a)                  From which class should the study of English start?
b)                  Up to which class should its study last?
c)                  Should English be a compulsory subject?
d)                 If yes, up to which class should it be a compulsory subject?

3)         Condition of Classes. The following conditions of classes hinder the smooth teaching of English:

a)                  Overcrowded classes,
b)                  Shortage of buildings,
c)                  Lack of furniture.

Due to overcrowded classes, the teacher is not able to tackle individual problems. Due to shortage of buildings and lack of furniture, students often feel inconvenient and their attention is distracted from learning.

4)         Old Method of Teaching English. In Indian schools, teachers are still using the old and faulty “Translation-cum-Grammar’ method of teaching. The new approaches – structural and situational – are not popular with our teachers. As a consequence, our students are facing all the demerits of Translation-cum-Grammar method and are devoid of advantages of new effective methods and approaches.

5)         Lack of Uniform Policy. There is no uniform policy regarding the beginning of English teaching in our schools. At present, there are three different stages at which the teaching of English is introduced:

a)         Early stage (age of 6 to 9 years) – in parts of West Karnataka, West Bengal, Rajasthan and in public schools, it starts from classes I or III.

b)         Middle Stage (age of 11 or 12 years) – In parts of West Bengal, Kashmir, Orissa, Delhi, Madhya Pradesh and Uttar Pradesh, English is introduced at the beginning of secondary education.

c)         Later Stage (age of 14 years) – In some states, e.g. Gujarat, English is taught during the last four years of secondary education.

            This hotchpotch is obviously, confusing and, as a result, slows down the rate of progress.

6)         Low Standard of Text-Books. The text-books of English are needed to be a high standard. Pointing to this problem Prof. V.K. Gokak has said, “Either because of the distribution of patronage or because of fear of charges of favouritism, a Reader which is an organic part of one series is prescribed for a certain standard and it is followed by a Reader from another series… Books are prescribed which bear no relevance to the needs of pupils at the stage”. The English Text-books need improvement in the following spheres:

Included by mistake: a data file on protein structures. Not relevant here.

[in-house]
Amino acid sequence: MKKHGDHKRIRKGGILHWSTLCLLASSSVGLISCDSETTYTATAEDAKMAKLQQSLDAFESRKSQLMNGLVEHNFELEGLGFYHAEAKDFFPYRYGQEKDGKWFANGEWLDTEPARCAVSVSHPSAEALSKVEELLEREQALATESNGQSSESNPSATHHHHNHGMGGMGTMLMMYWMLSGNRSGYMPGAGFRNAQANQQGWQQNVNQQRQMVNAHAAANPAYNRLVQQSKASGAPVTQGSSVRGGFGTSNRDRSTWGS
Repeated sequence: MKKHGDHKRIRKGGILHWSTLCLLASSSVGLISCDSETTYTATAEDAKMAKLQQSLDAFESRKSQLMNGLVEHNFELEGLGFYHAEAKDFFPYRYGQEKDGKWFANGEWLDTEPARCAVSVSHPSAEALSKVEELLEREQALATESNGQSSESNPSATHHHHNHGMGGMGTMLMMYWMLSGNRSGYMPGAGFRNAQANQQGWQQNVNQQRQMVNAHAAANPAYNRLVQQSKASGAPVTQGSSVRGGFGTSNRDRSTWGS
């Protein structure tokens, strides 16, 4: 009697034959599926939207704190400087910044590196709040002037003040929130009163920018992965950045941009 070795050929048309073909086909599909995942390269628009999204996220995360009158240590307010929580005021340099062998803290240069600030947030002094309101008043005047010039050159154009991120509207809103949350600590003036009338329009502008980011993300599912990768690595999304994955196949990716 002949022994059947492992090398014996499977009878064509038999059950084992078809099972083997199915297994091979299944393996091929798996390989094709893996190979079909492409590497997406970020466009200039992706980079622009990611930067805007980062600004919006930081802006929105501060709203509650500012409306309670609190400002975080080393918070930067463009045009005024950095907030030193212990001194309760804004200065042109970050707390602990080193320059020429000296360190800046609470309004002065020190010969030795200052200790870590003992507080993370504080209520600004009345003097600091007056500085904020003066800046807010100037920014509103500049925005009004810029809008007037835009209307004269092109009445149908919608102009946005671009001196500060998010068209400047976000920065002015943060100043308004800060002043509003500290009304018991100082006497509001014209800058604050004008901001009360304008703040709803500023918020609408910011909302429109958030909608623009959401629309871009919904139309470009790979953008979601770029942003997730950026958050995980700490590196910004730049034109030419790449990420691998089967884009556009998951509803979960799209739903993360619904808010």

Selection and graduation of vocabulary,

a)                  Good printing,
b)                  Genuine illustrations,
c)                  Suitable subject-matter,
d)                 Language and style,
e)                  Exercises and glossary,
f)                   Relevance and
g)                  Abridgement of English stories to suit Indian conditions.

In fact, the standard of text-books can be improved, if they are written by teachers teaching English in schools. In the words of Guy Boas, “The only persons equipped to choose these text-books are school-teachers who really know the fodder, suited to their flock.”

7)         Less Use of Audio-Visual Aids. In our schools, there is very much less use of audio-visual aids. Due to lack of funds, expensive aids cannot be purchased, but whatever cheap aids, e.g. pictures, charts, models, flannel-boards are available, are not used by teachers. Only during training period, some enthusiasm is found among pupil-teachers in this regard. As soon as they become teachers they shirk from using audio-visual aids. English can be best taught by using audio-visual aids and they are neglected in our schools.

8)         Lack of Effective Teachers: Prof. V.K. Gokak has said, “The fundamental years for the teaching of English in schools are in the hands of teachers who neither know enough English nor are familiar with the latest and far reaching development in the pedagogy of English”. This is very much true. There are four main reasons of the lack of effective and competent teachers:

a)                  Lack of adequate training at the B.Ed. Level.
b)                  Teachers who had not offered teaching of English at B.Ed. Level.